H.G. Mishra, J.
1. This is a revision by the defendant against the order dt. 4-9-1979, whereby the learned trial Judge has rejected his application for dismissing the suit brought by the non-applicant No. 1, Bherulal, under Order 21, Rule 63, C. P. C.
2. Facts material for decision of this revision are as under: Plaintiff-non-applicant No. 1 is owner of the suit house, which was attached on 10-8-1971, in execution of a decree obtained by the defendants against one Hari Durga; the number of the execution proceeding being 255/70-71. The plaintiff submitted objection under Order 21, Rule 58. CPC, which was dismissed on 23-11-1977. Thereafter the plaintiff brought the suit giving rise to this revision under Order 21, Rule 63, CPC on 23-11-1978, for declaration to the effect that since the house in question belongs to the plaintiff, it is neither attachable nor saleable in execution of the aforesaid decree.
3. In answer to the suit the defendant-applicant inter alia raised a contention to the effect that in view of the provisions of Order 21, Rule 58 (4), as amended by the CPC Amendment Act No. 104 of 1976, the suit is not maintainable. The defendant-applicant submitted an application for dismissal of the suit on the ground that in view of the provisions placed in Sub-rule (4) of Rule 58 of Order 21, CPC, the plaintiff ought to have preferred an appeal against the aforesaid order rejecting his objection and cannot maintain the suit. This application was opposed by the plaintiff and has been rejected by the learned trial Judge by the impugned order. Hence this revision.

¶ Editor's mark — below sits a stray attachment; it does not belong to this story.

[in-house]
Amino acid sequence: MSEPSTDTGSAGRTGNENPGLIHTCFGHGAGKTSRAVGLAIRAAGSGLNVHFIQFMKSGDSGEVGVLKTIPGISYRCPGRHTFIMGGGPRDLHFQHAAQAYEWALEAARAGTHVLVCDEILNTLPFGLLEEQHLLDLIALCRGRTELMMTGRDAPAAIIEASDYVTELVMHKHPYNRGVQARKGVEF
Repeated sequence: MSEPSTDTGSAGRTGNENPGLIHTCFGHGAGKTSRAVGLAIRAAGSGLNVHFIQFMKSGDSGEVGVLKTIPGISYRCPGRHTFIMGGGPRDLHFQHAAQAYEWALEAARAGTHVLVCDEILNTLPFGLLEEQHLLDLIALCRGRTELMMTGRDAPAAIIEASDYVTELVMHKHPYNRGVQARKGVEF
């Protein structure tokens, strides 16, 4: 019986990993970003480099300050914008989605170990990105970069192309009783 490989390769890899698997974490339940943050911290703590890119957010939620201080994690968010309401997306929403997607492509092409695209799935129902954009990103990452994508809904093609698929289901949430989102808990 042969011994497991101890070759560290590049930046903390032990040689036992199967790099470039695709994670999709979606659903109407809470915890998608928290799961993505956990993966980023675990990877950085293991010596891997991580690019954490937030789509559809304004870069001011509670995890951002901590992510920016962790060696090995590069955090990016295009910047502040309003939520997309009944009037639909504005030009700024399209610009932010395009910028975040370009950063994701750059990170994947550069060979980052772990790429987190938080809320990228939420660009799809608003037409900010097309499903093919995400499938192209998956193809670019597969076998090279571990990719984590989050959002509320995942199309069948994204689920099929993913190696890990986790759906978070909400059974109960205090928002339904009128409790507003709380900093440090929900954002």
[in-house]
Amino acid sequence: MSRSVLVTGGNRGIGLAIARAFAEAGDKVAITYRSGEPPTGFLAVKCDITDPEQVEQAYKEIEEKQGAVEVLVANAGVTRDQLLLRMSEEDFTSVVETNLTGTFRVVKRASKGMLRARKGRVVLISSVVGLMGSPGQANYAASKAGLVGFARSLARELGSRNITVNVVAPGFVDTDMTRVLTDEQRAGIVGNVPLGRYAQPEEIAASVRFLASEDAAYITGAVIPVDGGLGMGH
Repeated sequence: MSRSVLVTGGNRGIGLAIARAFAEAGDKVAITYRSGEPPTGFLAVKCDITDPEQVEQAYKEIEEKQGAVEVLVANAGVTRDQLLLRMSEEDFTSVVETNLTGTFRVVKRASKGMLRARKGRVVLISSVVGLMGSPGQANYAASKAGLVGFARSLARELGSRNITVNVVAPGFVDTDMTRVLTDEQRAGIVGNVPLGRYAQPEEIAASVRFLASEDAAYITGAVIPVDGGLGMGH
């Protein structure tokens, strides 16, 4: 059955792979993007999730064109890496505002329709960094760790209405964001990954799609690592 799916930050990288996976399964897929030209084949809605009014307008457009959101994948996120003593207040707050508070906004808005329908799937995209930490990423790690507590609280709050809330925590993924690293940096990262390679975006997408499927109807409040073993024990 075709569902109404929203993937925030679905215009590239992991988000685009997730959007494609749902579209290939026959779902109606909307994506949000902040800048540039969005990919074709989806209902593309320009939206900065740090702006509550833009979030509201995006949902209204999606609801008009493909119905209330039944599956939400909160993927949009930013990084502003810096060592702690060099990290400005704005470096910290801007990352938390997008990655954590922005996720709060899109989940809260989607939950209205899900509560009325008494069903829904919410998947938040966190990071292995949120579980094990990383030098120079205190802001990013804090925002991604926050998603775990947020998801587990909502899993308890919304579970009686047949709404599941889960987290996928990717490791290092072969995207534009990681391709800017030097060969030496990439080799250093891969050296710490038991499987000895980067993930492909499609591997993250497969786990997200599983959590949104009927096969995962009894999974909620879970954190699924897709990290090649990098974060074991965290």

4. In this revision it was contended by Shri R. S. Garg, learned counsel for the revision-applicant that the amendment brought about in the aforesaid rule by Section 72 of the aforesaid Amendment Act, read with its Section 97 (2) (q), the remedy of institution of the suit under Order 21, Rule 63, C. P. C. is not available to the plaintiff; more so, when it is not a case of refusal by the Court to entertain the objection preferred under the proviso to Sub-rule (1) of Rule 58 of Order 21, C. P. C. Reliance was placed on the ratio of Chuluram v. Bhagatram (1979 Jab LJ 730) : (AIR 1980 Madh Pra 16), Shesh Kumar v. Kesho (1980 Jab LJ 338) : (AIR 1980 Madh Pra 166) and Sitaram v. Chaturo (1981 Jab LJ 171). None appealed on behalf of the respondents to oppose the revision. Having heard the learned counsel for the applicants I have come to the conclusion that this revision deserves to be dismissed.
5. In this case attachment of the said house was effected on 10-8-1971. Accordingly, the right to object to the attach-ability and/or saleabilily of the property was born with its attachment. This right was exercisable during subsistence of the attachment. Of course, on coming to the conclusion that the claim or objection levelled against attachment was designedly or unnecessarily delayed, it may be open to the Court not to make investigation into the claim or objection preferred.